Arizona ranked No. 22 for senior health this year, according to the third edition of United Health Foundation’s America’s Health Rankings® Senior Report: A Call to Action for Individuals and Their Communities.
Nationwide, the report shows positive trends for senior health, especially for those measures that look at whether seniors are getting the right care in a setting of their choice. Seniors are experiencing lower hospital readmission rates and preventable hospitalization rates compared to last year, while hospice care use and the number of home healthcare workers have increased.
“United Health Foundation’s America’s Health Rankings Senior Report is a vital tool for understanding where we, as a state, are making strides in senior health and where key challenges for Arizona’s seniors remain,” said Thomas Biuso, MD, market medical director, UnitedHealthcare in Arizona. “With America’s senior population poised to double by 2050, we must continue to invest in programs and solutions that address our seniors’ health needs and help them live the best lives they possibly can.”
Arizona’s Overall Health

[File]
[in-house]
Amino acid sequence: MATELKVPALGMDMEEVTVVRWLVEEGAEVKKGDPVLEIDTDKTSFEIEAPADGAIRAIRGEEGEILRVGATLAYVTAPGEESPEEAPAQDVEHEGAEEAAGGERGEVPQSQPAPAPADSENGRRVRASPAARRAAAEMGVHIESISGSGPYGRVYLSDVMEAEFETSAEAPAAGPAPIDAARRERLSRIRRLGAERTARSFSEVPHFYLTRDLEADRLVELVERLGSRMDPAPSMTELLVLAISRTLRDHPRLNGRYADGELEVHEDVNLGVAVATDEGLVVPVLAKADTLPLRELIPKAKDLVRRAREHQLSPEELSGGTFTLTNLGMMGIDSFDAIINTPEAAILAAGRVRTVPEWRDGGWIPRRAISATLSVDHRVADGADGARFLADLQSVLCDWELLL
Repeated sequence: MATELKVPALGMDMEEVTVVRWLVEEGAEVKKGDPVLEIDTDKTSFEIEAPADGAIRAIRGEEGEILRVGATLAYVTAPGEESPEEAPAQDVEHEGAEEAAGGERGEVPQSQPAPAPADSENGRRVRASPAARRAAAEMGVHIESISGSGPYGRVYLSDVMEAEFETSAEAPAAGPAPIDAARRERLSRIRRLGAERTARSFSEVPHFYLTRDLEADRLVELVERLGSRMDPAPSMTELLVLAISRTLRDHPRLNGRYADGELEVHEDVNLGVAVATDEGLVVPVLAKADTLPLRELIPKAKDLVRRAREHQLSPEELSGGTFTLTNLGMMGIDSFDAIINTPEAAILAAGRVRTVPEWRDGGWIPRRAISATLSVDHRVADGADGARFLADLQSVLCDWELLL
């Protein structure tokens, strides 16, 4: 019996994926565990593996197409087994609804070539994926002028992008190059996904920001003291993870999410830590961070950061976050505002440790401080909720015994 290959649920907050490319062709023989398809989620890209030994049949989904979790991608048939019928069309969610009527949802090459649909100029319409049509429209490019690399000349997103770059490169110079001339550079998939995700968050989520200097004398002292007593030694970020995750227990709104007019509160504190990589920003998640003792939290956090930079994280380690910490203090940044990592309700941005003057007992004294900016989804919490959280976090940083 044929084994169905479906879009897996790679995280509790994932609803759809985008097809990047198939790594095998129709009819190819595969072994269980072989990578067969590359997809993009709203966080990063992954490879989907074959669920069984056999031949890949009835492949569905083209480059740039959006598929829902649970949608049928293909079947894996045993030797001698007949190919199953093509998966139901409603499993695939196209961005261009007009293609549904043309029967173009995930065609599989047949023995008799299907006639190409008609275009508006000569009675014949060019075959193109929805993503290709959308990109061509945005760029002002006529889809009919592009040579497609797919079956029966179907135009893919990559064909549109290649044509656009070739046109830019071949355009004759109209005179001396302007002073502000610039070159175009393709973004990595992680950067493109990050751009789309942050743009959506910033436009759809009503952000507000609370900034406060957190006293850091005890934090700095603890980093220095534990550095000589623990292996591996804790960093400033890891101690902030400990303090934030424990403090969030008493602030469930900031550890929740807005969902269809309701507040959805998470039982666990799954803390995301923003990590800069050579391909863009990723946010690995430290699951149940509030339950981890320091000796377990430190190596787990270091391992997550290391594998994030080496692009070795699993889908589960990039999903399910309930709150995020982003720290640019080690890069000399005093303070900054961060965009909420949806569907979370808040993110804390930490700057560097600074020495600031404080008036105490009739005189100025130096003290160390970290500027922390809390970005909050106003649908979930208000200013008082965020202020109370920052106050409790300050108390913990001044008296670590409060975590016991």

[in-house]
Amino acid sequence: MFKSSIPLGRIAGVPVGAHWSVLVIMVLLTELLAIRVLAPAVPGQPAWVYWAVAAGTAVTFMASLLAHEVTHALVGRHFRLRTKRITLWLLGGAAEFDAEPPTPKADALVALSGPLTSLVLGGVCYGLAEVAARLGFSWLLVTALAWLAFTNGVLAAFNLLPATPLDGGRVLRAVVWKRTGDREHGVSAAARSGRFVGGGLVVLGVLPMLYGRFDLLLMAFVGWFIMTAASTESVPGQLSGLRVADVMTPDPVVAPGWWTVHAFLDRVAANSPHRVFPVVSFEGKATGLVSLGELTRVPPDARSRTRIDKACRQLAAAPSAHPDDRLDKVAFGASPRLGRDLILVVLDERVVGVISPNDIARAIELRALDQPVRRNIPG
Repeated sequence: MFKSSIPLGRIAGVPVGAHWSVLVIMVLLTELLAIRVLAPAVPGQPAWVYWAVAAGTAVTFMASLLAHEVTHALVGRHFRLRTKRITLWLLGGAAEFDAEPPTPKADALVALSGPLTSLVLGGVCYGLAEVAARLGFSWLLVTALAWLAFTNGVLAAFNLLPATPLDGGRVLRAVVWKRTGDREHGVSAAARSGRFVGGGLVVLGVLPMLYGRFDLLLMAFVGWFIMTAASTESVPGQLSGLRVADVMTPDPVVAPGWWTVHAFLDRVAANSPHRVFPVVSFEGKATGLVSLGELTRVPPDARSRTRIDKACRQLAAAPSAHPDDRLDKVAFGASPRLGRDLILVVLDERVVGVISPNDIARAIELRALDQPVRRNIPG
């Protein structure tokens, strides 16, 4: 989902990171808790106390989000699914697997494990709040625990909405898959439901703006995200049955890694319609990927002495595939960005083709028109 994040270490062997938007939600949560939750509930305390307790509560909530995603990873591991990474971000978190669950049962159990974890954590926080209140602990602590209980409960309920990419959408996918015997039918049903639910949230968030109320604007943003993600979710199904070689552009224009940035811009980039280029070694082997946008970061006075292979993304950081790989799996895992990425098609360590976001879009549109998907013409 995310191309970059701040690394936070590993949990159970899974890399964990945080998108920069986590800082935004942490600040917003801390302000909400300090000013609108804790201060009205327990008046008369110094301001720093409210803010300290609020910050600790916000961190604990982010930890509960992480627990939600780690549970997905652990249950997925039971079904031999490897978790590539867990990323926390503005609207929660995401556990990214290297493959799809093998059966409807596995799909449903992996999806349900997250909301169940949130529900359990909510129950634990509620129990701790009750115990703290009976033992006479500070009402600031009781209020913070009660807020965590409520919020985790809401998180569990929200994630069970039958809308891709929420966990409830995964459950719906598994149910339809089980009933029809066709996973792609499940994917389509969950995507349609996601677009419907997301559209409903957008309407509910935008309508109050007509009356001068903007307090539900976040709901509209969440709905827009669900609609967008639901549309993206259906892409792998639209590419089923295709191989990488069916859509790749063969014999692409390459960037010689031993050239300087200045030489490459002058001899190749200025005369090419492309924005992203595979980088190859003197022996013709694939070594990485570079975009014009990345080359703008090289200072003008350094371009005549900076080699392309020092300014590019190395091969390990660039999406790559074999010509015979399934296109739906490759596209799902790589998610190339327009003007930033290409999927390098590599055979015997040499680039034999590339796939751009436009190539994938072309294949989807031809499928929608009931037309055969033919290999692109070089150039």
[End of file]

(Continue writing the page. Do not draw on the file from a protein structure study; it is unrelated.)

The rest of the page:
The America’s Health Rankings Senior Report finds that Arizona has its share of strengths and challenges.
- Low prevalence of obesity: Arizona ranks 5th in the U.S. with 23.2 percent of adults over age 65 considered obese.
- High hospice care use: Arizona ranks first in the country for hospice care use, with more than 65 percent of decendents aged 65 who received hospice care in the last six months of life.
- High health status: Arizona ranks 7th, with 46.5 percent of the senior population in very good or excellent health.
- High prevalence of chronic drinking: More than 4 percent of the senior population reports chronic drinking, ranking Arizona 37th in the U.S.
- Low volunteerism: Less than 20 percent of Arizona seniors volunteer, ranking Arizona 45th.
- Low percentage of seniors with dedicated provider: More than eight percent of the senior population does not have a dedicated health care provider, ranking Arizona 42nd.
50-State Snapshot: Vermont is the Healthiest State for Seniors
According to the report, Vermont is the healthiest state for seniors, rising from fourth place last year. New Hampshire ranks second, improving one spot from last year. Minnesota fell to third after being ranked first for two years in a row, while Hawaii (4) and Utah (5) round out the top five states. Louisiana HHLaouLranks 50th as the least healthy state for older adults, followed by Mississippi (49), Kentucky (48), Arkansas (47) and Oklahoma (46).
To see the Rankings in full, visit: www.americashealthrankings.org/senior